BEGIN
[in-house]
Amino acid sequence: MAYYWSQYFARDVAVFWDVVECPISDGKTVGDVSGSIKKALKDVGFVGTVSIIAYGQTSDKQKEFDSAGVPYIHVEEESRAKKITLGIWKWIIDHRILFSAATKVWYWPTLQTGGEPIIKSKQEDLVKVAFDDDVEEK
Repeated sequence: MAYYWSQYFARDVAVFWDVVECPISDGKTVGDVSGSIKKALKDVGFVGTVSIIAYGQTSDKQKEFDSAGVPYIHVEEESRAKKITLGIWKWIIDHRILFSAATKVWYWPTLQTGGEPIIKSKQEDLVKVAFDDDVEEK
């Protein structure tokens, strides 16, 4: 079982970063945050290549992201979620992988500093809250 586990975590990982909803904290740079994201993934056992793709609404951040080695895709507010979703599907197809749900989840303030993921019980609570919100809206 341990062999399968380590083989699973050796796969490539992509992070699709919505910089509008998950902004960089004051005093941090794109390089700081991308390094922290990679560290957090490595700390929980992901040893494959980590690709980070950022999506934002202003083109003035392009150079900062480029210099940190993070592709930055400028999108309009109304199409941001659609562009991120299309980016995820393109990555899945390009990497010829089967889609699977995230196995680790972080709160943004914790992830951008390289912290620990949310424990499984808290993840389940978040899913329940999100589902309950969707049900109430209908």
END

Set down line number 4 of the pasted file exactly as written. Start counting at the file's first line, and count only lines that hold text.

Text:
């Protein structure tokens, strides 16, 4: 079982970063945050290549992201979620992988500093809250 586990975590990982909803904290740079994201993934056992793709609404951040080695895709507010979703599907197809749900989840303030993921019980609570919100809206 341990062999399968380590083989699973050796796969490539992509992070699709919505910089509008998950902004960089004051005093941090794109390089700081991308390094922290990679560290957090490595700390929980992901040893494959980590690709980070950022999506934002202003083109003035392009150079900062480029210099940190993070592709930055400028999108309009109304199409941001659609562009991120299309980016995820393109990555899945390009990497010829089967889609699977995230196995680790972080709160943004914790992830951008390289912290620990949310424990499984808290993840389940978040899913329940999100589902309950969707049900109430209908």